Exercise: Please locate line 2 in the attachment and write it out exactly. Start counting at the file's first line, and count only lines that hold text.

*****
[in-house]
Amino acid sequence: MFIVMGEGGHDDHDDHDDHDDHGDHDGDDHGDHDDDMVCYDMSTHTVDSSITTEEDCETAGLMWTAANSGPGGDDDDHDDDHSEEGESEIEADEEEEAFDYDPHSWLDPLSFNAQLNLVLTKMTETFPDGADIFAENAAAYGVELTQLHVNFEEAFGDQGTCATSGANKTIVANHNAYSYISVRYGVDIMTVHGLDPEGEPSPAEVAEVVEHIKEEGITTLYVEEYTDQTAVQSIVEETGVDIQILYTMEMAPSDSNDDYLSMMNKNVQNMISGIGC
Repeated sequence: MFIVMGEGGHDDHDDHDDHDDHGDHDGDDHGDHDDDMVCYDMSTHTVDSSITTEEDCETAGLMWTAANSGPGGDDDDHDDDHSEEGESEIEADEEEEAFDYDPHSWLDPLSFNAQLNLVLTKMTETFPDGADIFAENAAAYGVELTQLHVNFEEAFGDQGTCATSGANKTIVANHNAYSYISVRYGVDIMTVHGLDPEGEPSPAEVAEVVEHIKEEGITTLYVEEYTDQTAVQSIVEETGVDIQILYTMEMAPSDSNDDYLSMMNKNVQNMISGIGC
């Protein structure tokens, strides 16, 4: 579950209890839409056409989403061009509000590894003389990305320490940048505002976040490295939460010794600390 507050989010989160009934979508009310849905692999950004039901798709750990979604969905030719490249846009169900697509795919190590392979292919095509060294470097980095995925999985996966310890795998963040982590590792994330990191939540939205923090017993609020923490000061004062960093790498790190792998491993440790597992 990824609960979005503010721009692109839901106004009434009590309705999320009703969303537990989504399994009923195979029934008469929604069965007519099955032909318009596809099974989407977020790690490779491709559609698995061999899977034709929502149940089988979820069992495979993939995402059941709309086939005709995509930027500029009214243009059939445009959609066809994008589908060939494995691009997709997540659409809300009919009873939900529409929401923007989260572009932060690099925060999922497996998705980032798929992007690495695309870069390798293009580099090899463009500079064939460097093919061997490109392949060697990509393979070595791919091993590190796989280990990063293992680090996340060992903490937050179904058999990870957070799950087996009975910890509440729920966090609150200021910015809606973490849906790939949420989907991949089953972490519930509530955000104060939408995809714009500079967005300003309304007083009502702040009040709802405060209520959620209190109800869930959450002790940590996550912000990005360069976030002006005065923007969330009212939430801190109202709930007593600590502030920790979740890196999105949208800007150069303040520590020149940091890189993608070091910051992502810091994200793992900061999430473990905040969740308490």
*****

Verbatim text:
Amino acid sequence: MFIVMGEGGHDDHDDHDDHDDHGDHDGDDHGDHDDDMVCYDMSTHTVDSSITTEEDCETAGLMWTAANSGPGGDDDDHDDDHSEEGESEIEADEEEEAFDYDPHSWLDPLSFNAQLNLVLTKMTETFPDGADIFAENAAAYGVELTQLHVNFEEAFGDQGTCATSGANKTIVANHNAYSYISVRYGVDIMTVHGLDPEGEPSPAEVAEVVEHIKEEGITTLYVEEYTDQTAVQSIVEETGVDIQILYTMEMAPSDSNDDYLSMMNKNVQNMISGIGC